A general view shows police officers and investigators at a supermarket after a hostage situation in Trebes

By Johanna Decorse

A gunman killed three people in southwestern France on Friday as he held up a car, fired on police and seized hostages in a supermarket, screaming "Allahu Akbar" before security forces stormed the building and killed him, authorities said.

Sixteen other people were wounded, including two who were seriously hurt, in what President Emmanuel Macron called an act of "Islamist terrorism".

The Islamic State group claimed responsibility for the attack. Macron said security services were checking that claim.

"I want to tell the nation tonight of my absolute determination in leading this fight," said Macron, who returned to Paris from Brussels to chair a crisis meeting with ministers and security officials.

More than 240 people have been killed in France in attacks since 2015 by assailants who pledged allegiance to Islamic State or were inspired by the group.

Friday's attacker was identified by authorities as Redouane Lakdim, 25, from the city of Carcassonne.

Two people were killed when he attacked the supermarket in the nearby small town of Trebes.

Witnesses said about 20 people in the supermarket found refuge in its cold storage room.

A lieutenant-colonel of the gendarmes who swapped himself in exchange for one of the hostages was fighting for his life in hospital, Macron said.

Moroccan-born Lakdim was known to authorities for petty crimes, but had been under surveillance by security services in 2016-2017 for links to the radical Salafist movement, said Paris prosecutor Francois Molins, who is leading the investigation.

"The monitoring ... did not reveal any apparent signs that could lead (us) to foresee he would act," Molins said.

He said one woman connected to Lakdim had been arrested.

Interior Minister Gerard Collomb told reporters at the scene that he believed Lakdim had acted alone.

"Every day we detect facts and foil new attacks. Alas, this one struck without us being able to counter it," Collomb said.

Lakdim first killed one person with a bullet in the head while stealing a car in Carcassonne, a walled city with a medieval citadel that is one of France's top tourist attractions.

He pulled up in the car to four police officers who were jogging in the city and opened fire, hitting one in the shoulder, then sped off to Trebes, about 8 km (5 miles) to the east, where he took the hostages in the supermarket.

"The perpetrator entered the store shouting 'Allahu Akbar' and indicated that he was an Islamic State soldier who was ready to die for Syria, seeking the release of brothers, before shooting at a client and a store employee who died on the spot," Molins said.

Police were carrying out searches at Lakdim's family home.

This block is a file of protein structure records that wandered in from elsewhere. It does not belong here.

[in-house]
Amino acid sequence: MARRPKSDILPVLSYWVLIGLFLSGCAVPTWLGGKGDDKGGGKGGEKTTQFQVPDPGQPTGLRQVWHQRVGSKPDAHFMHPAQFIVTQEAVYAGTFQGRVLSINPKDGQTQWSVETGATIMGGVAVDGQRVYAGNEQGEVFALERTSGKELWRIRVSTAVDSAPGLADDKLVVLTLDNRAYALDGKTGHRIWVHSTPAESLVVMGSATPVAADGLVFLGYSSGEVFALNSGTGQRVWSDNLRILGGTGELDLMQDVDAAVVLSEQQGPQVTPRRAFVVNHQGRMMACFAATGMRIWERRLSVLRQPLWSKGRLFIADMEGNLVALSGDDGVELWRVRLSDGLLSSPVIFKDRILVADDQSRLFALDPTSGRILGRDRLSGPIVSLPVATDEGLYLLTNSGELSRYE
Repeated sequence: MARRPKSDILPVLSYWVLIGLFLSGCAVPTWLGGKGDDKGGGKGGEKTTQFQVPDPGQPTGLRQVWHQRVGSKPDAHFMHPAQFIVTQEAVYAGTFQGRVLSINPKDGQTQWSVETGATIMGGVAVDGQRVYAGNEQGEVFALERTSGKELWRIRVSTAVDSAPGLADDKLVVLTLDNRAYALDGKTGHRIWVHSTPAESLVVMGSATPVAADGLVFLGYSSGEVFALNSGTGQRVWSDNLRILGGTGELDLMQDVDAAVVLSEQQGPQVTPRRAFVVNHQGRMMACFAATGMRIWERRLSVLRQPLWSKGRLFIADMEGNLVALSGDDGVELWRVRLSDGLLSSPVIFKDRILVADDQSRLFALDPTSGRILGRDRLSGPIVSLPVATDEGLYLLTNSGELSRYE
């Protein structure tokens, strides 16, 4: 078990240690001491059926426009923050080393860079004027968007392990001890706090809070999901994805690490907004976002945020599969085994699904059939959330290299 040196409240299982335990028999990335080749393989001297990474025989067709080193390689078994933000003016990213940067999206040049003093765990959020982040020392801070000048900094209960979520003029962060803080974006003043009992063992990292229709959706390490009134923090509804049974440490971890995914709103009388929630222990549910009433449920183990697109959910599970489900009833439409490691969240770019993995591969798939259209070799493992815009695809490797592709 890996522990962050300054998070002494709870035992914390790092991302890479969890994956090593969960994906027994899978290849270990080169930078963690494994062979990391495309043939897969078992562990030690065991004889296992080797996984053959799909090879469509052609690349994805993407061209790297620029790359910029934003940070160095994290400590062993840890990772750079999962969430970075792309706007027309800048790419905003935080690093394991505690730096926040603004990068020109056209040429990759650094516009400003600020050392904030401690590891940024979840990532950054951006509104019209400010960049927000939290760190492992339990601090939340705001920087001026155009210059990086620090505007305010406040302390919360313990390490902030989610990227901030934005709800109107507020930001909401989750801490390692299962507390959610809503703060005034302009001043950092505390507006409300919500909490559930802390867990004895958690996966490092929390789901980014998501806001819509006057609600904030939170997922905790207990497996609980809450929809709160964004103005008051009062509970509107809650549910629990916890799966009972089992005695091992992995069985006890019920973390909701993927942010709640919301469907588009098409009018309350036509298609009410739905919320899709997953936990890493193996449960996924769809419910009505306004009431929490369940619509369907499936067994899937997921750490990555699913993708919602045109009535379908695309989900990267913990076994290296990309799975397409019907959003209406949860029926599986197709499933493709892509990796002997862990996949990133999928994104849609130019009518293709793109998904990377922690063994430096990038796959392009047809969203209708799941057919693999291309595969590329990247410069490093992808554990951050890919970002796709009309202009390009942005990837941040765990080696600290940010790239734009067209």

ESCAPE

One supermarket worker said some shoppers had escaped from the building after the gunman burst in.

"I was in my department when I heard gunshots. I went to the area of the gunshots and came face to face with the person," said the employee, who gave his name only as Francois.

"He raised his gun and fired, I ran away, he shouted 'Allahu Akbar' and spoke about the Islamic State. I then evacuated the clients, about 20, who were in my area and we went quietly out of the back," said Francois, who has been employed at the supermarket since November.

Collomb said the gunman had demanded the release of Salah Abdeslam - the prime surviving suspect in Islamic State suicide bombing and mass shooting attacks on a sports stadium, concert hall and restaurants that killed 130 people in Paris in 2015.

Abdeslam, a French citizen born and raised in Brussels, went on trial in Belgium last month. He is accused of "attempted murder in a terrorist context" over a Brussels shootout in March 2016, four months after he fled Paris on the night of the carnage during which his brother was among the suicide bombers.

"THE THREAT IS EVERYWHERE"

France is part of a U.S.-led coalition fighting against Islamic State in Syria and Iraq and also has thousands of soldiers in West Africa fighting al Qaeda-linked militants.

In February, Collomb said French security forces had foiled two planned attacks so far this year as Islamic State militants set their sights on domestic targets in response to the group's military setbacks in Iraq and Syria.

"This is a small, quiet town. Unfortunately the threat is everywhere," Collomb told reporters in Trebes.

Carcassonne, a UNESCO heritage site, lies in the Languedoc region, known for its wine and picturesque countryside but also one of the poorest areas in France, with unemployment about 3 percentage points above the national average.

Nearby Beziers is one of the biggest cities controlled by the far-right, while the smaller town of Lunel further east became a breeding ground for many French jihadists who travelled to Syria to fight.

Almost six years ago to the day, Islamist gunman Mohammed Merah killed seven people in the Toulouse region, about 90 km from Carcassonne. He was killed by security forces after a more than 30-hour stand-off.

The last lethal Islamist attack in France was in October 2017 when a Tunisian-born man stabbed two young women to death in Marseille before he was shot dead by soldiers. Islamic State also claimed responsibility for that attack.

For other stories on the attack, click on:

French gendarme fighting for his life after trading places with hostage

France supermarket attacker pledged to "die for Syria"

French supermarket hostages dodge attacker, hide in cold store

(Reporting by Emmanuel Jarry, Sophie Louet, John Irish, Michel Rose, Leigh Thomas, Brian Love and Bate Felix in Paris; Writing by Ingrid Melander and David Stamp; Editing by Matthew Mpoke Bigg and Catherine Evans)

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Source: Reuters
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